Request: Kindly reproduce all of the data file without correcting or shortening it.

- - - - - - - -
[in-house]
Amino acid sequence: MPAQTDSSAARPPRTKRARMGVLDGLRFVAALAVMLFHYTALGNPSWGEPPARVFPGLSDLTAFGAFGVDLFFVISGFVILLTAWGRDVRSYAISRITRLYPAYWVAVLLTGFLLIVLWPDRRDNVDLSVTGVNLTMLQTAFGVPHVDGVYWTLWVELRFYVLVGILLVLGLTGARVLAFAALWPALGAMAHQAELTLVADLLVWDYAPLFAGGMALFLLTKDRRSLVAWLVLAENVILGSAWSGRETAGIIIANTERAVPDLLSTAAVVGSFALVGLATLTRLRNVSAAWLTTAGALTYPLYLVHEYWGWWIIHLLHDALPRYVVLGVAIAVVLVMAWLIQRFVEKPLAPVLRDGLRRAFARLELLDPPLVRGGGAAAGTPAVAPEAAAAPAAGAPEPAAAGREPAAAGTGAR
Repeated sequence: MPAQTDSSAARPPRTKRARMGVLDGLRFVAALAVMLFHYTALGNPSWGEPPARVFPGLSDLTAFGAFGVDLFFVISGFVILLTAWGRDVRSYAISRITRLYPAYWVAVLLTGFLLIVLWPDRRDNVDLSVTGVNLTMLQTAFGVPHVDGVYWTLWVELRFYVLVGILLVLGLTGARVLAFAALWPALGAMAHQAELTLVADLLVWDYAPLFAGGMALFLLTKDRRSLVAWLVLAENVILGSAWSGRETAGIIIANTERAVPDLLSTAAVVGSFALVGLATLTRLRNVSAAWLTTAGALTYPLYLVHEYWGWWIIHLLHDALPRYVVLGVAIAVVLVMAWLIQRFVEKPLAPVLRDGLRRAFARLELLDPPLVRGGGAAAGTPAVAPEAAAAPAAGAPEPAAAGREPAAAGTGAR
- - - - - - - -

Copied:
[in-house]
Amino acid sequence: MPAQTDSSAARPPRTKRARMGVLDGLRFVAALAVMLFHYTALGNPSWGEPPARVFPGLSDLTAFGAFGVDLFFVISGFVILLTAWGRDVRSYAISRITRLYPAYWVAVLLTGFLLIVLWPDRRDNVDLSVTGVNLTMLQTAFGVPHVDGVYWTLWVELRFYVLVGILLVLGLTGARVLAFAALWPALGAMAHQAELTLVADLLVWDYAPLFAGGMALFLLTKDRRSLVAWLVLAENVILGSAWSGRETAGIIIANTERAVPDLLSTAAVVGSFALVGLATLTRLRNVSAAWLTTAGALTYPLYLVHEYWGWWIIHLLHDALPRYVVLGVAIAVVLVMAWLIQRFVEKPLAPVLRDGLRRAFARLELLDPPLVRGGGAAAGTPAVAPEAAAAPAAGAPEPAAAGREPAAAGTGAR
Repeated sequence: MPAQTDSSAARPPRTKRARMGVLDGLRFVAALAVMLFHYTALGNPSWGEPPARVFPGLSDLTAFGAFGVDLFFVISGFVILLTAWGRDVRSYAISRITRLYPAYWVAVLLTGFLLIVLWPDRRDNVDLSVTGVNLTMLQTAFGVPHVDGVYWTLWVELRFYVLVGILLVLGLTGARVLAFAALWPALGAMAHQAELTLVADLLVWDYAPLFAGGMALFLLTKDRRSLVAWLVLAENVILGSAWSGRETAGIIIANTERAVPDLLSTAAVVGSFALVGLATLTRLRNVSAAWLTTAGALTYPLYLVHEYWGWWIIHLLHDALPRYVVLGVAIAVVLVMAWLIQRFVEKPLAPVLRDGLRRAFARLELLDPPLVRGGGAAAGTPAVAPEAAAAPAAGAPEPAAAGREPAAAGTGAR